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Uber wants to pay $28.5 million to settle lawsuits about your safety

As usual, affected customers will hardly get paid anything.

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Today, Uber is trying to kill two legal albatrosses with one stone. After contending with a pair of class action lawsuits over a questionable "safe ride fee," the company petitioned the U.S. District Court for the Northern District of California to settle both of them in one shot with a $28.5 million payout. That's the most amount of money Uber has ever had to shell out over a lawsuit, but don't get your hopes up — payouts will be downright paltry.

That's because when combined, the scope of the two cases is pretty huge: between Philliben v. Uber Technologies, Inc. and Mena v. Uber Technologies, Inc, the potential payout will be divvied up among about 25 million people, meaning affected customers probably won't even get a full dollar after all the lawyers get their slice.

But let's back up for a minute. Uber started charging people a Safe Ride fee (usually between $1 and $2.50 depending on where you used the service) back in 2014 to build out key parts of the platform "including a background check process, development of safety features in the app, incident response, and other operational costs." As the Philliben and Mena suits pointed out, though, would-be Uber drivers were never fingerprinted or checked against the Department of Justice's sex offender registry. Since some Uber drivers have been charged and indeed sentenced to jail time over incidents of sexual assault, it's no wonder why Uber's veneer of stringent safety has fallen apart. As part of the settlement, Uber will swap "safe ride fee" for "booking fee," because, well, they over-promised on safety to start with.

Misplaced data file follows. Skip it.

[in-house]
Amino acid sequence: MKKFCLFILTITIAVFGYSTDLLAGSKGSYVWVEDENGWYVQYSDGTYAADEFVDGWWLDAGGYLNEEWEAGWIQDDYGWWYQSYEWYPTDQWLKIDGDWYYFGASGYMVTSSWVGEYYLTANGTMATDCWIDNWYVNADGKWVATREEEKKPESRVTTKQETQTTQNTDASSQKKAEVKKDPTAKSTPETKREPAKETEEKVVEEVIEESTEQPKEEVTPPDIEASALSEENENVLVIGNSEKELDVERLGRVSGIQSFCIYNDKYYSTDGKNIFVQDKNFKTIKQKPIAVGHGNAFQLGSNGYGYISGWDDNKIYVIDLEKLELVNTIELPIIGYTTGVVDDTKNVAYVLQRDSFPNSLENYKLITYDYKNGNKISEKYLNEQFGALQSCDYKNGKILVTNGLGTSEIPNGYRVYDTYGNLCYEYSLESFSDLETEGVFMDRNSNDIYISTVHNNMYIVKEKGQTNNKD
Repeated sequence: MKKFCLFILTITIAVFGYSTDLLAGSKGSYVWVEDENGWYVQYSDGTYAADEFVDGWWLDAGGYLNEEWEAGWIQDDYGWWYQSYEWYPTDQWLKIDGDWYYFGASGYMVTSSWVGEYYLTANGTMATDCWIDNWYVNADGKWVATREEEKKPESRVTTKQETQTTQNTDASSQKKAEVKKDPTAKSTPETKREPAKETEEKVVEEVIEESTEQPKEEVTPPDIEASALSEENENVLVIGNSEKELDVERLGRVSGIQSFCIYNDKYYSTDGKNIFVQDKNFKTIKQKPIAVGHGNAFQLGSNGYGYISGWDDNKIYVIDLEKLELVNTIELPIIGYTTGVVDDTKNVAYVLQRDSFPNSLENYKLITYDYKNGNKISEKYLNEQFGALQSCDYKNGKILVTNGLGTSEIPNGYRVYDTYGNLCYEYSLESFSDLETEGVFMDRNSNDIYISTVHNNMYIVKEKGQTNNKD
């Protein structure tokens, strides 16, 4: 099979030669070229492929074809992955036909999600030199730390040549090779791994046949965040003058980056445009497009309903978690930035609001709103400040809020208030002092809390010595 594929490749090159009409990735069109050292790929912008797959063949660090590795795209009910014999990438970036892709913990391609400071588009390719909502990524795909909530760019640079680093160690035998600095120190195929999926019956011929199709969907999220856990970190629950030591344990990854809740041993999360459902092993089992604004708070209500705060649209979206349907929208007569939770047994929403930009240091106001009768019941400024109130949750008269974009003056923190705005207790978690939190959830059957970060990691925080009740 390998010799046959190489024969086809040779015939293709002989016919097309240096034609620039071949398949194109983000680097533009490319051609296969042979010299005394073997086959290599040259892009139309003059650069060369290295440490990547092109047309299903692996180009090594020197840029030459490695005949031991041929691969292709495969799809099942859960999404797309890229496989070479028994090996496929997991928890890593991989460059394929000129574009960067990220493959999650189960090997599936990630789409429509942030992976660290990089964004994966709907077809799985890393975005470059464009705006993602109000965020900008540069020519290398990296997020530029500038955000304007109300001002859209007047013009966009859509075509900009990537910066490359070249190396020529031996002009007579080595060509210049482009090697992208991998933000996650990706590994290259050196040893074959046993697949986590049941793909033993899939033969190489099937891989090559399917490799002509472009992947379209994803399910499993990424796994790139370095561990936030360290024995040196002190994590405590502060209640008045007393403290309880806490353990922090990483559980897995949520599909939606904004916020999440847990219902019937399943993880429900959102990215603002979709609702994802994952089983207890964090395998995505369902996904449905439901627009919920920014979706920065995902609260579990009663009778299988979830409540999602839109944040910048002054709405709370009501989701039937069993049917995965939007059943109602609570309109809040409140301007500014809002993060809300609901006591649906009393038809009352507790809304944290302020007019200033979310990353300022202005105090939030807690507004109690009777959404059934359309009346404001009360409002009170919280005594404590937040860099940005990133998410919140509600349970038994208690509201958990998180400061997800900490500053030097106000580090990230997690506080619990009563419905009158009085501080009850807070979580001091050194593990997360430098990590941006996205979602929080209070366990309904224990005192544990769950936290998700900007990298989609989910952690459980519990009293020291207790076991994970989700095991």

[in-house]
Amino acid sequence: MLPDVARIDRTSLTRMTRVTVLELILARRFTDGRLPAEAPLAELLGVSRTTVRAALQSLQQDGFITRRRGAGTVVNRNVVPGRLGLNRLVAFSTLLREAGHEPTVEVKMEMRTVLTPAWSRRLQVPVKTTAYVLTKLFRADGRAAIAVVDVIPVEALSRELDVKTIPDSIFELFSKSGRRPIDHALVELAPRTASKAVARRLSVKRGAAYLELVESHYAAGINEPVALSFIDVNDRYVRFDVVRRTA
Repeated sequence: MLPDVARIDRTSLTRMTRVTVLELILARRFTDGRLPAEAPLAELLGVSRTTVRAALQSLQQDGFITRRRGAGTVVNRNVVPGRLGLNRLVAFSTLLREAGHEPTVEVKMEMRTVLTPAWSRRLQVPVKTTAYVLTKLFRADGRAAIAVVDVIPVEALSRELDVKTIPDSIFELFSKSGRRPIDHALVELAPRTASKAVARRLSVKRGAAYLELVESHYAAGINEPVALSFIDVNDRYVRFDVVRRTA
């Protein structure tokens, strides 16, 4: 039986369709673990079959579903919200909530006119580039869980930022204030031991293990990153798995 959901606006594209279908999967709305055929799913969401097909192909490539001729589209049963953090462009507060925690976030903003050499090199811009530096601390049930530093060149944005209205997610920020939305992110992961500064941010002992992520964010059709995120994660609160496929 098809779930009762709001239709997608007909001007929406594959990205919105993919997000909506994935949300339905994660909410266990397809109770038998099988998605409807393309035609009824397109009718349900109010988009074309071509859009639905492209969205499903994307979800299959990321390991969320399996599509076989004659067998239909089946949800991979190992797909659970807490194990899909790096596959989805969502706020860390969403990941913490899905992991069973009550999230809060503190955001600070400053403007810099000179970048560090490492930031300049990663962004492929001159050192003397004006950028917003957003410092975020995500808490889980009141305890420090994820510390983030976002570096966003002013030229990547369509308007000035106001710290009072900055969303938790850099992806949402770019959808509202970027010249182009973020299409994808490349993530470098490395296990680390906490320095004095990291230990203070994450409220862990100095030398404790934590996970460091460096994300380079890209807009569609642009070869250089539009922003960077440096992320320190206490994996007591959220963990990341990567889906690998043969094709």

Whether you like Uber or hate it, there's no denying that the company will survive paying these settlement costs. According to leaked documents obtained by The Information last month, Uber had just over $4 billion in cash and cash equivalents, money that should serve nicely as a buffer against game-breaking litigation. Still, you've got to remember that Uber, insanely valued as it is, really sucks turning a profit.

If the lawsuits keep coming — and they will — Uber might soon find itself in more dire straits. Today's move notwithstanding, there are still more class action suits for Uber to deal with; Tadepalli v. Uber Technologies alleges that the on-demand car company charged certain customers in California an Airport Toll fee that went to the service's drivers instead of the airports in question. And then there are the 13 other potential class action suits just waiting in the wings; it shouldn't come as a surprise that some of these lawsuits were filed to capitalize on the momentum that similar cases in California built up. Either way, this particular legal odyssey isn't over just yet -- it'll be a few weeks yet before we find out if the presiding judge accepts the offer.

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